Arrivals week continues with one of the key metaphors from The Economics of Arrival, by Jeremy Williams and Katherine Trebeck.
“To have failed to solve the problem of producing goods would have been to continue man in his oldest and most grievous misfortune” wrote J K Galbraith in 1956. “But to fail to see that we have solved it and fail to proceed hence to the next task would be fully as tragic.”
That’s a line from Galbraith’s classic book The Affluent Society, written in response to the boom times of the 1950s. As he saw it, American industrialism had been a roaring success at solving the basic needs of humanity – people had food, homes, and all the consumer goods they could buy. Humanity’s survival priorities had been met, and a new political project was possible. The aims of an affluent society could be very different from those of a society where people were still struggling to get by.
Almost 70 years later, that observation is more pertinent than ever. The priorities of the 20th century are being vigorously pursued into the 21st – more growth, more consumption – despite mounting damage to people and planet. The progress of several generations is now at risk from climate change, debt, environmental decline, inequality and extreme politics. It’s never been more urgent to, as Galbraith put it, “proceed hence to the next task”. But what is that task?
This is what we call ‘making ourselves at home’. There are strong foundations in place. The walls have gone up. The electricians and plumbers are done. The construction phase is over. It’s time to make this place a home.
This is a shift of focus from expansion to improvement, from quantity to quality. It challenges the usual understanding of development as getting richer and richer, in perpetuity. It recognises that the economy is big enough – now how do we make sure that everyone is included and have what they need? There are enough resources in circulation – now how do we use them in a smarter and fairer way, rather than wasting or hoarding them?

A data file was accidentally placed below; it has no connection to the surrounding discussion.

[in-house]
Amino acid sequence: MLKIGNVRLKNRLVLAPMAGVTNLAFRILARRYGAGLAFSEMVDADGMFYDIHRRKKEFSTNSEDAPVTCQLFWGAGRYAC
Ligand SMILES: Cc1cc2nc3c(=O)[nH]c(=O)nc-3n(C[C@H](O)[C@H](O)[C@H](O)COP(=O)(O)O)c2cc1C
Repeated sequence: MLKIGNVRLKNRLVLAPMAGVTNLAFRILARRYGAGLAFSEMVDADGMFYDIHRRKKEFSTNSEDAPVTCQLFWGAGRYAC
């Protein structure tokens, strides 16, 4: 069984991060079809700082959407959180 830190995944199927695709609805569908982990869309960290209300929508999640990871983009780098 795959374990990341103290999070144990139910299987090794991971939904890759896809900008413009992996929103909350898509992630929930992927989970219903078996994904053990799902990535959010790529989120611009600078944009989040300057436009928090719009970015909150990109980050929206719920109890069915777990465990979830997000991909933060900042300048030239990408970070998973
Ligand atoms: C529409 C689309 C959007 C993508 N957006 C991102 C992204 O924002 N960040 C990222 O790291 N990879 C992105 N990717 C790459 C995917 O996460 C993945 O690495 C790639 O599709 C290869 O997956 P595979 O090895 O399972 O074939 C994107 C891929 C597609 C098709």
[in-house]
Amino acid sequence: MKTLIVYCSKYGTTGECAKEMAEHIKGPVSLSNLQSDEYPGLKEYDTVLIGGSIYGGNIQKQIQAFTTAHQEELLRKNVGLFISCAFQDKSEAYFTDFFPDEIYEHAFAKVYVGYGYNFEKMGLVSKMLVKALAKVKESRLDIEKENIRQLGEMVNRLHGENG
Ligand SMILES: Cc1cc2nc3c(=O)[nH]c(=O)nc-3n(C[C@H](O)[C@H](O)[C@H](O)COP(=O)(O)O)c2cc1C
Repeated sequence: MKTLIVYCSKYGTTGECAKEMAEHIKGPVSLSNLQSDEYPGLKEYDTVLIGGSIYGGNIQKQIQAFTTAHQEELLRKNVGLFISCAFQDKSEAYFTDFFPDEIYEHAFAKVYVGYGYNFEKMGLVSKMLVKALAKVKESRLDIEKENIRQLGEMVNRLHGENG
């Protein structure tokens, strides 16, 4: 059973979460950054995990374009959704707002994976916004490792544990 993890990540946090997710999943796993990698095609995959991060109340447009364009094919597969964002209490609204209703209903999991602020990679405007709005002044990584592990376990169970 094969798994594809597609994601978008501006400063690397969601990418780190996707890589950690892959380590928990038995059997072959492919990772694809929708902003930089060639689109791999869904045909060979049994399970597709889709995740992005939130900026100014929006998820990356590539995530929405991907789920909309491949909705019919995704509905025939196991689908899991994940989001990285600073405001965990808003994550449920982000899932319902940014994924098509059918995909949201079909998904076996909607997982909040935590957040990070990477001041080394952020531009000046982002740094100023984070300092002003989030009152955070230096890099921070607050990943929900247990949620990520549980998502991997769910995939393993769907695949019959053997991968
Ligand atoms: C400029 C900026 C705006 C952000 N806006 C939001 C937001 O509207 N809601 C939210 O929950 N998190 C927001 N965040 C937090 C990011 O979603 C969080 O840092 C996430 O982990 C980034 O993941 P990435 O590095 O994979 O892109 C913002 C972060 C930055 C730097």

There are many forms of progress beyond the material. Rather than pursuing an endless and abstract ‘more’, grown-up economies could seek a better balance of work and leisure time. They could create healthier democracies, using deliberative processes, participative budgeting or community auditing. Work could be improved through workplace democracy and employee ownership, which would also reduce inequality and create a more inclusive economy that ‘predistributes’ rather than relying on the state to do the redistributing. Industry can focus on true sustainability, designing out waste and developing circular business models running on renewable energy. Acquisitive individualist consumerism could give way to public affluence, created around high quality parks, streets and public spaces.
The Economics of Arrival that we describe in our book is no settling for less, no turning our backs on progress nor declaring the end of history. It’s an invitation to choose something more rewarding than just piling up more resources – an invitation to build something with what we already have. There is scope for all kinds of improvement. Science and technology will advance. Human creativity and imagination are boundless. Politics will evolve. The economy will remain dynamic. What changes is the ultimate goal. Making ourselves at home is an ethos of qualitative improvement that is a very different goal to the frequently meaningless, often unnecessary and sometimes harmful pursuit of more.
- Feature image by Philipp Berndt